Source: 2015 CNS Annual Meeting, Sep 2015
With typical laminotomy/discectomy, including the so-called “minimally invasive” techniques, bone and ligamentum flavum need to be removed in order to access the spinal canal and the pathology. Depending on the size and location of the extruded fragment/s, the amount of bone removal ranges from a conservative laminotomy to a wider laminectomy with or without hemi-facetectomy. In either case, once the normal anatomy has been altered the possibility of failed back surgical syndrome increases dramatically.
We use a non-traumatic access small tubular system, that allows dilation without cutting through the muscle fibers and the ligamentum flavum, giving access to the spinal canal while having excellent visualization via working-channel scope. The lack of bleeding that such a system produces explains the lack of scar tissue formation we observe.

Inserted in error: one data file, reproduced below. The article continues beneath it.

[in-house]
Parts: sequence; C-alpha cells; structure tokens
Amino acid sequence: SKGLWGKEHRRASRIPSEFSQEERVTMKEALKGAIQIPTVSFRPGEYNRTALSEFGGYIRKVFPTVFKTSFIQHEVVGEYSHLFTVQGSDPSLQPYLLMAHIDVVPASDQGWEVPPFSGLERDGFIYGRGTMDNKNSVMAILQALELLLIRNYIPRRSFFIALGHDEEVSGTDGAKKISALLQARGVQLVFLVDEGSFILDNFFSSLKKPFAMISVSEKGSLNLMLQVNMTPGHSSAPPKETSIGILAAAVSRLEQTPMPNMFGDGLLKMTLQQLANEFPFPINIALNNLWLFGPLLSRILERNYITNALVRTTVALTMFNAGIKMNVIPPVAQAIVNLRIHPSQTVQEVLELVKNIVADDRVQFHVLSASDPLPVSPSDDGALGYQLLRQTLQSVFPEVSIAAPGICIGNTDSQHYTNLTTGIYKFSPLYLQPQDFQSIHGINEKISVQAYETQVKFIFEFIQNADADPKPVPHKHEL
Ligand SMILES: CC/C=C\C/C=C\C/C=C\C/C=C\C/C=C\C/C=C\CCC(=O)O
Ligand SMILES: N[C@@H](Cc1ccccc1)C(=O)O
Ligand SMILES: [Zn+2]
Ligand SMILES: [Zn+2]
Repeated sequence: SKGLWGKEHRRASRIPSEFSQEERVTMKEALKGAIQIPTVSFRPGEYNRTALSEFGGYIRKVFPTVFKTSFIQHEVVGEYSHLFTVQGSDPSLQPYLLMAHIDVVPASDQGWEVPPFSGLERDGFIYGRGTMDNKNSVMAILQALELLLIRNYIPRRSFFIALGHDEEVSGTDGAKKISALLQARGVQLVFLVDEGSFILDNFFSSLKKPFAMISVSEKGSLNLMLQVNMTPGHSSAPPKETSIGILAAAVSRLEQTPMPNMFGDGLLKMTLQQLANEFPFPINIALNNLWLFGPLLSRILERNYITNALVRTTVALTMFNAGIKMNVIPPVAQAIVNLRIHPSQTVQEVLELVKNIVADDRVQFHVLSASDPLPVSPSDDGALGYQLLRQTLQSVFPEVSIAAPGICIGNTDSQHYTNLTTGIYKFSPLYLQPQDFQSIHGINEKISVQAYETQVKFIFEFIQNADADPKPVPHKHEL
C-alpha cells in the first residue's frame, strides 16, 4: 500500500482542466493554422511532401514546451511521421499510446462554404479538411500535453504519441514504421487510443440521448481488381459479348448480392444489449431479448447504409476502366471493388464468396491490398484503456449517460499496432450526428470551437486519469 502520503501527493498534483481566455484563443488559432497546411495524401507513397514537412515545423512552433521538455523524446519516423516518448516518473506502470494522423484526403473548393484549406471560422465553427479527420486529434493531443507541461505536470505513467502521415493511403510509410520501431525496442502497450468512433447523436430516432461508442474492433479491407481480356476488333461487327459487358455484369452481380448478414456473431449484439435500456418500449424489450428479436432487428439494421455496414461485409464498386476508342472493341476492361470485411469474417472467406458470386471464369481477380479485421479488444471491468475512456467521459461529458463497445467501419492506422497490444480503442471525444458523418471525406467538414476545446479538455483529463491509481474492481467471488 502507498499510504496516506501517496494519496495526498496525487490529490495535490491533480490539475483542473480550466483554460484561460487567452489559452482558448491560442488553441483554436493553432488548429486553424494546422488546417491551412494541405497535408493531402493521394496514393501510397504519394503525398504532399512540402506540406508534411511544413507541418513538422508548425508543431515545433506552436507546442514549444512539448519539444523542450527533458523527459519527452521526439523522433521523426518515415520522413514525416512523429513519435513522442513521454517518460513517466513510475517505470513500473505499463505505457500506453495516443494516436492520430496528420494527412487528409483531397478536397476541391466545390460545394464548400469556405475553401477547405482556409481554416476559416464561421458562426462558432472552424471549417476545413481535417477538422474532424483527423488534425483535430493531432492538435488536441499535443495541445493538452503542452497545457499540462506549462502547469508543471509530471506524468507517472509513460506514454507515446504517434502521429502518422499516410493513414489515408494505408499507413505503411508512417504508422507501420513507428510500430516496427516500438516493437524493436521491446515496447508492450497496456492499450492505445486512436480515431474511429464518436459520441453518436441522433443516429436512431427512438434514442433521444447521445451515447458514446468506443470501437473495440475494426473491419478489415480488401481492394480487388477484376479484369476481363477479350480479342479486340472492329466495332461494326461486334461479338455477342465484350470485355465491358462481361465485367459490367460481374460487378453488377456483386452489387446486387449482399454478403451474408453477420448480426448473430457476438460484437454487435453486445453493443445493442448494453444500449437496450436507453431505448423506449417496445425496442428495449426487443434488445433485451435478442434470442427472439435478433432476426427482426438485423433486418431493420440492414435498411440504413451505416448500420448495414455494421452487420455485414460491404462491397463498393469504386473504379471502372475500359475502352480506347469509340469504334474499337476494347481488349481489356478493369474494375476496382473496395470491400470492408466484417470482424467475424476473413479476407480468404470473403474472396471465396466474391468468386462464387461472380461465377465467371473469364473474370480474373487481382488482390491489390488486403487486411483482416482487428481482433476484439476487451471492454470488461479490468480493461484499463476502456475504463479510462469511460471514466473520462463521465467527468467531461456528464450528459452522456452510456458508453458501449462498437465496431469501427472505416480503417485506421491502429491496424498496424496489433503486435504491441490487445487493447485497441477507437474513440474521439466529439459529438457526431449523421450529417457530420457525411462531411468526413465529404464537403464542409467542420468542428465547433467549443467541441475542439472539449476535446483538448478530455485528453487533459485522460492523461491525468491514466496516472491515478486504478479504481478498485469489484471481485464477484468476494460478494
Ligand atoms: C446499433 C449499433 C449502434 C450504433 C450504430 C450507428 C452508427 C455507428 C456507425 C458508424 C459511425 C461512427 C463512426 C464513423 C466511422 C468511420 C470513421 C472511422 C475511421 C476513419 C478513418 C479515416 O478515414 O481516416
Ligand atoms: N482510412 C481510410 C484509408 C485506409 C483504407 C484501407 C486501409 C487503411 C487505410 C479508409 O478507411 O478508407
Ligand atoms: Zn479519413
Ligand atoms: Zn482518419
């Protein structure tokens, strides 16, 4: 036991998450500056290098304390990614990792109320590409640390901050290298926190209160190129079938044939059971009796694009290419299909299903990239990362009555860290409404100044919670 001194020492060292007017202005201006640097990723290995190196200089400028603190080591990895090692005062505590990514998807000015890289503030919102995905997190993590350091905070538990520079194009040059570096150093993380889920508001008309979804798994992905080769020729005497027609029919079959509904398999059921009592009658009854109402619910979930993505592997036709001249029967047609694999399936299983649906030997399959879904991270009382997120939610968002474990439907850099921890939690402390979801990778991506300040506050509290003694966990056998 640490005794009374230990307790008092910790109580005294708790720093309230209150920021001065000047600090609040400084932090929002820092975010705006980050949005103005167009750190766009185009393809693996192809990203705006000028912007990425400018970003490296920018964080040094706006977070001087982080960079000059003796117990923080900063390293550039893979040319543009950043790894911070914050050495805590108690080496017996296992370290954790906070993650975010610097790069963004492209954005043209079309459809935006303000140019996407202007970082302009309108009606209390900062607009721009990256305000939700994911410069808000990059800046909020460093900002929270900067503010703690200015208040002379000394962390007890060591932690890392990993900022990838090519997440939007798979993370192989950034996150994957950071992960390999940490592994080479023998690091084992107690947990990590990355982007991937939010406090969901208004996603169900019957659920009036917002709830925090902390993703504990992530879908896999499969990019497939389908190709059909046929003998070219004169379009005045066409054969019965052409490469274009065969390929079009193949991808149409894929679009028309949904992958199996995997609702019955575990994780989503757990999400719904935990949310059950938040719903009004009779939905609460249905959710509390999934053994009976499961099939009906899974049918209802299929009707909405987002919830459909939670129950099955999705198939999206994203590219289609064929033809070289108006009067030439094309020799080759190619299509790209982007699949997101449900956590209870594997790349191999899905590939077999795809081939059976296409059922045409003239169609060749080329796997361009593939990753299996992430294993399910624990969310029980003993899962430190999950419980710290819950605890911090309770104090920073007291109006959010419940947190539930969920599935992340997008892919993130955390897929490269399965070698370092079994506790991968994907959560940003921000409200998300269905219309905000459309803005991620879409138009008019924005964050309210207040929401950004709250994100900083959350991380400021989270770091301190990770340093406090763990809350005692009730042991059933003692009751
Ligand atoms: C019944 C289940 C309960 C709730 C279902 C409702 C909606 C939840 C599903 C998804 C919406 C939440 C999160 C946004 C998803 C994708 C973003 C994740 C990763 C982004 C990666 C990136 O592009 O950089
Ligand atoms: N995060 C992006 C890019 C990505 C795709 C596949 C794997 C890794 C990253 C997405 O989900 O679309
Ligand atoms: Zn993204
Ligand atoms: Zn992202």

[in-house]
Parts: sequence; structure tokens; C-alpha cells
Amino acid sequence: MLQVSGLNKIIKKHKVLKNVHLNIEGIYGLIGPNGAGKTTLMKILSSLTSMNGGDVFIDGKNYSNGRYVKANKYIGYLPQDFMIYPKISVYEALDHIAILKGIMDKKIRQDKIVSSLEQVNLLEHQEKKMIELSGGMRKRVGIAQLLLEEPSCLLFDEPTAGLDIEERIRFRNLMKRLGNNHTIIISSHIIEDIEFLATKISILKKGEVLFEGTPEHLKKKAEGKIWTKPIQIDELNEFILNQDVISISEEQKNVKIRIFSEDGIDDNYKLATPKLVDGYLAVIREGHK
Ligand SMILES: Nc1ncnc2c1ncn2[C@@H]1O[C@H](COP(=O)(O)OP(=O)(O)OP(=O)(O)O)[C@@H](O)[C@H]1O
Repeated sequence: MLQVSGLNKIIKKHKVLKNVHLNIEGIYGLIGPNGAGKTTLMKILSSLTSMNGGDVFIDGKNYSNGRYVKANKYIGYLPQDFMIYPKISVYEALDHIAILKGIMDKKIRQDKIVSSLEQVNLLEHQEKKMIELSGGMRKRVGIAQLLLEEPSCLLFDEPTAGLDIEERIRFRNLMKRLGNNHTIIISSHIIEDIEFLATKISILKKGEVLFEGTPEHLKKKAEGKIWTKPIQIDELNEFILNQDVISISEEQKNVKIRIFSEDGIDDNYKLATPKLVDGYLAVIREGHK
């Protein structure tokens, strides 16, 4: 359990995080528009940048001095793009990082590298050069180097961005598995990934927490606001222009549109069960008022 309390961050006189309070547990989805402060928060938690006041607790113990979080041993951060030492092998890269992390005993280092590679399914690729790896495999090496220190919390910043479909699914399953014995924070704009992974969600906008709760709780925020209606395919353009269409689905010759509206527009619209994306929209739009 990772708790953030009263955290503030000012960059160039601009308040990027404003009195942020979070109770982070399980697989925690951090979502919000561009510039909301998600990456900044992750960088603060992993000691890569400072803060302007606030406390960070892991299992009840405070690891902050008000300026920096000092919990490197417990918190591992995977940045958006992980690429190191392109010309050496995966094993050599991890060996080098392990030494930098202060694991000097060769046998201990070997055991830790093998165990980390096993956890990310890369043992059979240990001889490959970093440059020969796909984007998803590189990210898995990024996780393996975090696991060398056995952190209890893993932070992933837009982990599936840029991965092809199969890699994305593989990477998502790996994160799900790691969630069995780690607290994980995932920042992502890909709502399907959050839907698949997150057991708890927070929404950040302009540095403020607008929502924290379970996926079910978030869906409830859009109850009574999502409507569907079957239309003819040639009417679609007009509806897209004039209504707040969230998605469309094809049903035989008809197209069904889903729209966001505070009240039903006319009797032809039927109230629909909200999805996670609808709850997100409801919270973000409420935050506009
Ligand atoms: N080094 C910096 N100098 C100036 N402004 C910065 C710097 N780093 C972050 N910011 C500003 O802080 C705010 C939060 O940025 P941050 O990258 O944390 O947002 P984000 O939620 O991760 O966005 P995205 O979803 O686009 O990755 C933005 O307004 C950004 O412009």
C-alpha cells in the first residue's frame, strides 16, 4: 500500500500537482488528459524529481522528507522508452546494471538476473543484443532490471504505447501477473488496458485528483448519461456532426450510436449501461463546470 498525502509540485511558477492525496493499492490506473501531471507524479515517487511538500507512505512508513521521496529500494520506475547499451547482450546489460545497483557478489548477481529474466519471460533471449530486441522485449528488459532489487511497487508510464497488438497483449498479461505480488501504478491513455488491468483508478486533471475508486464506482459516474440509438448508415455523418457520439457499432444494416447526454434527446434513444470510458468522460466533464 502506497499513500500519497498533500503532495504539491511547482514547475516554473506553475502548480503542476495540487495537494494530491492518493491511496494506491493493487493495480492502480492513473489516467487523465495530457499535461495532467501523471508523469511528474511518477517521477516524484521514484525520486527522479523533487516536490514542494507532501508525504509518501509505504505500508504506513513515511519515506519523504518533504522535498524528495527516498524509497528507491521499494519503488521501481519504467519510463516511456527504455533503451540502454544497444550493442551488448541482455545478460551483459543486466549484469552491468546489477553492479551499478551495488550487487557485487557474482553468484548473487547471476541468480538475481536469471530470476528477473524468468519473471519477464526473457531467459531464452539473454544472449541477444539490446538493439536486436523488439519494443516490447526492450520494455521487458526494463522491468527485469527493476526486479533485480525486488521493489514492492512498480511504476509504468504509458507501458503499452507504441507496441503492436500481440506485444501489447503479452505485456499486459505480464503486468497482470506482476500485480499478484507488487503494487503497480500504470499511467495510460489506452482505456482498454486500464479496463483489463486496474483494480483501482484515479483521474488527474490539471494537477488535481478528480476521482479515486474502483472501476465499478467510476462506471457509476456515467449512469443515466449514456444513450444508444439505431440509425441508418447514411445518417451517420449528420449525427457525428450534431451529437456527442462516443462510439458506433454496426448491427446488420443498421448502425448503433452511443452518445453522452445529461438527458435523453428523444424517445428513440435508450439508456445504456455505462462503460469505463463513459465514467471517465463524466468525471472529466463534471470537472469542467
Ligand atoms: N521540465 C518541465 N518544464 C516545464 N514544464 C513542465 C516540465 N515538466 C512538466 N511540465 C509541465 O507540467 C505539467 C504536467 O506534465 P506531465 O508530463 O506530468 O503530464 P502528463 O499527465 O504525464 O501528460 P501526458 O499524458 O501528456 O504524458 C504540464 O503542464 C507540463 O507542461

We performed a retrospective analysis since 2009 until the present. Results are reported utilizing the MacNab criteria. Population included 77 patients with Lumbar extruded disc fragments, 25% women and 75% men, from 20 to 66 years of age. The average follow-up was 6 wks.
Statistical analysis showed the following results: Excellent: 81.82% (n=63), Good: 14.29% (n=11), and Poor: 3.89% (n=3). The overall success rate was 96.10%. One patient developed a “rare” discal cyst in the postoperative period that became symptomatic 4 wks after surgery. The discal cyst was diagnosed by discography and successfully treated with a second nontraumatic approach through the ligamentum flavum with excellent result.
This method achieves better success rates and avoids the potentially deleterious long term ill effects of trauma that occur with typical procedures.